London Rowhouse Restored To Regency Glory
For those of you who love taking a turn about a new city or town and admiring the views, you like us will be excited to hear an old property in London has been restored to its former glory. Located on a quiet street in the district of Knightsbridge, the house has been saved from dereliction by the careful expertise of Boston interior designer Gary McBournie and the London based architect Mike Fisher. Fisher has restored several listed buildings in the past and used his experience to make sure the original magic of this house was brought back to life.
The house, which was built in 1840 right at the end of the elegant Regency period, had an overgrown garden, a rickety staircase, and holes in the floor of each story when the homeowners bought the property. As charming as it looked on the outside, the inside of the four-story house was a disaster. Fisher explained how their philosophy when renovating was to "restore the building in the most authentic way possible", and to do so he made the most of what was leftover. Casts were made from fragments of the original details, making sure the renovators were able to restore dilapidated areas as authentically as possible. He excavated the lower ground floor which was once the site of the original kitchen and servants' quarters to add height and grandeur to the ceilings.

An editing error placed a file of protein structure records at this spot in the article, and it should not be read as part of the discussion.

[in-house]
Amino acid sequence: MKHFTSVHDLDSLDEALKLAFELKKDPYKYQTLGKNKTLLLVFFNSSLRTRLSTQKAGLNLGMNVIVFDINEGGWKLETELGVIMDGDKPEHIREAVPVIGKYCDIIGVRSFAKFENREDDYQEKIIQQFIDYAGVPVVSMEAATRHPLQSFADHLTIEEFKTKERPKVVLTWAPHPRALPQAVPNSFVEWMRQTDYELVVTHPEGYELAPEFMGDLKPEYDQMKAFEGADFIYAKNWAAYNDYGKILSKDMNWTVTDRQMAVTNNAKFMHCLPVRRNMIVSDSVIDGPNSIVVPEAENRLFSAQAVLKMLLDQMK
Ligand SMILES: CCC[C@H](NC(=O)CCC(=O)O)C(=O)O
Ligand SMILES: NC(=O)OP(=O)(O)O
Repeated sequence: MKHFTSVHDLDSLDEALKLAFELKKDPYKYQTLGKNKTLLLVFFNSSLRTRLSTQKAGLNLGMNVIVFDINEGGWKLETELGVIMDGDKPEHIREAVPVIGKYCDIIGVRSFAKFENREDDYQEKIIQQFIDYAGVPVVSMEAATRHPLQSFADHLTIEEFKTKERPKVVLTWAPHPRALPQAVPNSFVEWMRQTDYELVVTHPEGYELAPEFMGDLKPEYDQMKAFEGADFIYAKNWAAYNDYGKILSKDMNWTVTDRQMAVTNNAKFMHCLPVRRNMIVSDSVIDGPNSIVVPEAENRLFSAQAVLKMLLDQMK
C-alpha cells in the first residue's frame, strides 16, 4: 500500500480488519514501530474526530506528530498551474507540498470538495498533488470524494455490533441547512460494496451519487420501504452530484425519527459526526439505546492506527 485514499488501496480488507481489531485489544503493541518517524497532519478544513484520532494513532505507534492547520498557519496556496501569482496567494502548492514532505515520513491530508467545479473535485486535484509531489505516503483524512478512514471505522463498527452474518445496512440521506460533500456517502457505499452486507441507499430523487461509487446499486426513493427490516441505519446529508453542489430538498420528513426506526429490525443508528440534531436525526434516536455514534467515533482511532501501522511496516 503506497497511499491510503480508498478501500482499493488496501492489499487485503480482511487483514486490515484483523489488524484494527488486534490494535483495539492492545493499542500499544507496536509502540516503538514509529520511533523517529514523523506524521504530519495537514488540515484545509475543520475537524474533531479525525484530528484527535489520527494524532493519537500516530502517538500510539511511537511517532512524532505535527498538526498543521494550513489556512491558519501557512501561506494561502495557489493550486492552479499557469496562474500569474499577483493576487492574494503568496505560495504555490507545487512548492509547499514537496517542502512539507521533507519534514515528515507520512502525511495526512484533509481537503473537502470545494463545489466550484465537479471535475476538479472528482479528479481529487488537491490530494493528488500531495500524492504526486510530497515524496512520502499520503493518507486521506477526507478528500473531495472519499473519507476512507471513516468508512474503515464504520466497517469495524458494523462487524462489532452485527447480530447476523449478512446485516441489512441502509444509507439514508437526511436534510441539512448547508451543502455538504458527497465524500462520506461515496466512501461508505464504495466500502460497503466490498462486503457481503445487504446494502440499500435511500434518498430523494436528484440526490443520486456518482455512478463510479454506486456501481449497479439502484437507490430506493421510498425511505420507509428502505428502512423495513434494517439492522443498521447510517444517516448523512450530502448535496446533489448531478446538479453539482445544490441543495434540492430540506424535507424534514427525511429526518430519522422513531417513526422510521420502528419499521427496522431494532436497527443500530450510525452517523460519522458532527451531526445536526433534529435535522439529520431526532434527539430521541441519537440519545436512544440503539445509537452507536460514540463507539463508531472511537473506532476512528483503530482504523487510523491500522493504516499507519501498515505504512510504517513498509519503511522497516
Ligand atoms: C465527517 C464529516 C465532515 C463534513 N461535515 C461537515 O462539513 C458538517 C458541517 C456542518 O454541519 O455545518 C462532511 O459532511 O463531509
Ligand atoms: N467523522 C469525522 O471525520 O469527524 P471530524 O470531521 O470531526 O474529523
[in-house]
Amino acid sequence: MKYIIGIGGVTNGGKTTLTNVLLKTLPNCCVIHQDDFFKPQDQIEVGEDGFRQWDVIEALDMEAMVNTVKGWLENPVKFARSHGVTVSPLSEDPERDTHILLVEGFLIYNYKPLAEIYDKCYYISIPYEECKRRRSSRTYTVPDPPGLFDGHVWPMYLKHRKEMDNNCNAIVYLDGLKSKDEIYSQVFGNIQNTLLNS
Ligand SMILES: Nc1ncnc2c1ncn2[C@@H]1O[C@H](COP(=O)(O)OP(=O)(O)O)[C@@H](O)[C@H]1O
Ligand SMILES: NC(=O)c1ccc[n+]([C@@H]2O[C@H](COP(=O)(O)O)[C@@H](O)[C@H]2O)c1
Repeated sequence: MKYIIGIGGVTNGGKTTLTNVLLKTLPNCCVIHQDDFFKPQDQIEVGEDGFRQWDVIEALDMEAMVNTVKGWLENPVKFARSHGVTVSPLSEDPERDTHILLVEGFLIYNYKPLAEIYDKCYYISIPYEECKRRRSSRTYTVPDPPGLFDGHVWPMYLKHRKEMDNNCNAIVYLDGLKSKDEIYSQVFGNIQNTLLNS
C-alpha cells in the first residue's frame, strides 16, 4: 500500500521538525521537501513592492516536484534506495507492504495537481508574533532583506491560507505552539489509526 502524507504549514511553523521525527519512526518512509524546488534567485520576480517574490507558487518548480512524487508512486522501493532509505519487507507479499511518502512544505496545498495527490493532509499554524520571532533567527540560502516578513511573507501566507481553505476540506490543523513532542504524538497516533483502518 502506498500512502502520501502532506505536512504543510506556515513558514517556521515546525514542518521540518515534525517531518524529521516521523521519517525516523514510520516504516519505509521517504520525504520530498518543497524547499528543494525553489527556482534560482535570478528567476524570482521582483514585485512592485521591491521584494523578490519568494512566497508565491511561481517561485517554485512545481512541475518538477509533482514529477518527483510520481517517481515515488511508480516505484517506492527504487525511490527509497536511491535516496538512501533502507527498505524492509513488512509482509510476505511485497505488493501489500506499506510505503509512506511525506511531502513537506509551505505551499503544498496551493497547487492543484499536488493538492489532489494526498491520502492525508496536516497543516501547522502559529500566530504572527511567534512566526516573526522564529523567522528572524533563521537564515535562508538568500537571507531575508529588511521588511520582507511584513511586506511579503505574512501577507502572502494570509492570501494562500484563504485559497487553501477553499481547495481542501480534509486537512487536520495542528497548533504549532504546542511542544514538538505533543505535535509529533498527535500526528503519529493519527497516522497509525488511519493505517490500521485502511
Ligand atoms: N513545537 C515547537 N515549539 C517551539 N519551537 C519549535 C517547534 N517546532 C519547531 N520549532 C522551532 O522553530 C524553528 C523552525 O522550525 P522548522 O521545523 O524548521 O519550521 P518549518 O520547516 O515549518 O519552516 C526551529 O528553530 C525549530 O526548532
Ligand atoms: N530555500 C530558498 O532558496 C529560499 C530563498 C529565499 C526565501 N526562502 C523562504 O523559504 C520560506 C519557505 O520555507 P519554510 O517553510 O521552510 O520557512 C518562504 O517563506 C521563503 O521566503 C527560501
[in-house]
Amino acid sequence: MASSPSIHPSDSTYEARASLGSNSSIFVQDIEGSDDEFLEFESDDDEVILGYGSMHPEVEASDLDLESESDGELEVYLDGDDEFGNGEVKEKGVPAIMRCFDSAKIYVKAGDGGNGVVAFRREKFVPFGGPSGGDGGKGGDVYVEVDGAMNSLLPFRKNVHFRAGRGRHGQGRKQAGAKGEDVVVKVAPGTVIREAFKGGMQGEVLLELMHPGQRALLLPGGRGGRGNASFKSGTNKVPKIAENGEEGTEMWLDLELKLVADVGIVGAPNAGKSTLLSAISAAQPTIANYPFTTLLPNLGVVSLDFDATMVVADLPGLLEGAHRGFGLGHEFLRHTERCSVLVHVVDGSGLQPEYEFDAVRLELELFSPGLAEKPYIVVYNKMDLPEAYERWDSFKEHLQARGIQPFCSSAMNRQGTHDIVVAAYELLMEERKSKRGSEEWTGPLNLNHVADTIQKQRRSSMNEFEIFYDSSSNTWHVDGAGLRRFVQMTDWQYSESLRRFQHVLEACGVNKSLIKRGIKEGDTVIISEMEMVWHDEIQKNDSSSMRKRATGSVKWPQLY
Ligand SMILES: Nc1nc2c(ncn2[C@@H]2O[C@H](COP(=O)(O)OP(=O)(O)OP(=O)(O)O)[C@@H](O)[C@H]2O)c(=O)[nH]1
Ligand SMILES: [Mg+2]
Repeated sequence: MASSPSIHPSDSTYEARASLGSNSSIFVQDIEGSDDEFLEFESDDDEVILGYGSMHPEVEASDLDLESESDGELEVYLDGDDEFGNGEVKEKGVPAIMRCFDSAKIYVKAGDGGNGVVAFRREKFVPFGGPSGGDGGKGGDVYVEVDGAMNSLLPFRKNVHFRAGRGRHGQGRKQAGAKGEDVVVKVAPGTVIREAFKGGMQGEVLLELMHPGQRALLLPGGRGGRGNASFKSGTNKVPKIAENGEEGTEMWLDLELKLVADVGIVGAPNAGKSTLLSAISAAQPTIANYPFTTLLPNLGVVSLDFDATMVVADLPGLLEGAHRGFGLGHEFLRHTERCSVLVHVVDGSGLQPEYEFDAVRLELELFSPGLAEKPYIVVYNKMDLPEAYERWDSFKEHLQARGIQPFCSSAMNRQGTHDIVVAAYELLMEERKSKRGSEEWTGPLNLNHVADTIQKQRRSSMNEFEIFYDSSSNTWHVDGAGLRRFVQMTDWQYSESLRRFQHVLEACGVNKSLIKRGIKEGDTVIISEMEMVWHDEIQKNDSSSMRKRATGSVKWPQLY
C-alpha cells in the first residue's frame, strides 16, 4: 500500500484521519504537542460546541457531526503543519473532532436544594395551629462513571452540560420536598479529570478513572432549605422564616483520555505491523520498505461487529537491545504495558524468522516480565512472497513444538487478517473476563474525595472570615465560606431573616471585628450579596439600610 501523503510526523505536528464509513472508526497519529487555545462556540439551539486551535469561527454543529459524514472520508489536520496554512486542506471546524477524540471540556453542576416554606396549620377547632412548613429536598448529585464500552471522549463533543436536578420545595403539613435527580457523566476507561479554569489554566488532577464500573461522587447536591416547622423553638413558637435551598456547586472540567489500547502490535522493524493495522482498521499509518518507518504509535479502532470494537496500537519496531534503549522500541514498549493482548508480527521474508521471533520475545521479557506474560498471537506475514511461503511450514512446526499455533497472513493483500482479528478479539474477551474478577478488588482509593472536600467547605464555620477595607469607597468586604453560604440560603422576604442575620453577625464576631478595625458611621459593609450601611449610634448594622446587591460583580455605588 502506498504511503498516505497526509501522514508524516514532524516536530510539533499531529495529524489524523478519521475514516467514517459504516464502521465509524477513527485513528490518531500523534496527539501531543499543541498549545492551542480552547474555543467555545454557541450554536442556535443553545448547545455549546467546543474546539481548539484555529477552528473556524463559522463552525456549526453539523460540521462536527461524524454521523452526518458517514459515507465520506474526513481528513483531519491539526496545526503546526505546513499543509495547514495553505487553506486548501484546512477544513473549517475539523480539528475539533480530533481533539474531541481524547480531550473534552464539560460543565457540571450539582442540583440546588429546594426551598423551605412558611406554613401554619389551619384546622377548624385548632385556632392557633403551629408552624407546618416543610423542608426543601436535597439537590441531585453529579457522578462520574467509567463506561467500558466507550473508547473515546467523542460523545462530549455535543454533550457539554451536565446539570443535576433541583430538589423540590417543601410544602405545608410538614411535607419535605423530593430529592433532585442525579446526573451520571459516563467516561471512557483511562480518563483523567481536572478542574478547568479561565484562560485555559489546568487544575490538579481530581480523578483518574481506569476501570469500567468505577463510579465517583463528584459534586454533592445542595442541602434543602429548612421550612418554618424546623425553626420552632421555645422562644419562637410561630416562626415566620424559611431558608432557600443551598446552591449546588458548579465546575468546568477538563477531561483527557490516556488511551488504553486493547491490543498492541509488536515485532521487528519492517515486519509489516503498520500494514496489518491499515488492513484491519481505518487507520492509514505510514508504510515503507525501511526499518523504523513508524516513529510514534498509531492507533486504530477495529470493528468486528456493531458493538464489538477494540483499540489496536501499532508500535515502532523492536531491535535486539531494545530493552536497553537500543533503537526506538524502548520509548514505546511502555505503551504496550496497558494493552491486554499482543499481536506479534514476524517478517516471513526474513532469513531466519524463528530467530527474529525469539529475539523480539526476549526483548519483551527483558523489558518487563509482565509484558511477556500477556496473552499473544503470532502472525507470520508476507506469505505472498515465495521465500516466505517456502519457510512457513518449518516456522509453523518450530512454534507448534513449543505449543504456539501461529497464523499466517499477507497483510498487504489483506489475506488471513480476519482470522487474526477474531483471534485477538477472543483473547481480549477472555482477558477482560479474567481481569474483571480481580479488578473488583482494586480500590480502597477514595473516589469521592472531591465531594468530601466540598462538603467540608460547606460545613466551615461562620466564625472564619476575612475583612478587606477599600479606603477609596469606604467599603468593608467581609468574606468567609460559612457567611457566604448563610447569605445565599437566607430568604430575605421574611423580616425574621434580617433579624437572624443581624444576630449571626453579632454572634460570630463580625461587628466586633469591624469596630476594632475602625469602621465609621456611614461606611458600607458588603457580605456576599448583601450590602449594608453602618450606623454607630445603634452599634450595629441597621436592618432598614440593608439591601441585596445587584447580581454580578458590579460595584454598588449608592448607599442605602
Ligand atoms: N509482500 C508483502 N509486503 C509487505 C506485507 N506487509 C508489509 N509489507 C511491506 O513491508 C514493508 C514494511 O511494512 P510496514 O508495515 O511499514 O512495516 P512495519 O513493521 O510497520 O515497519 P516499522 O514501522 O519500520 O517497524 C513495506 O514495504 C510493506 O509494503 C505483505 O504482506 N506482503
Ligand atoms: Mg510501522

The homeowners opted for an open plan living room and library, making ample space to recline and read or entertain guests. In most rooms, the homeowners upholstered the walls and selected rounded furniture to channel a feel for the nineteenth century. A beautiful homage to the age of the house was made by interior designer McBournie who placed an Italian alabaster temple miniature in the living space, dated to roughly around 1840 and sourced by London antique specialists Timothy Langston. Another stand out feature of the restoration is the curved staircase, topped by an oval oculus. The much-improved staircase brings in lots of beautiful sunshine and exudes elegance.
Words by Hannah England.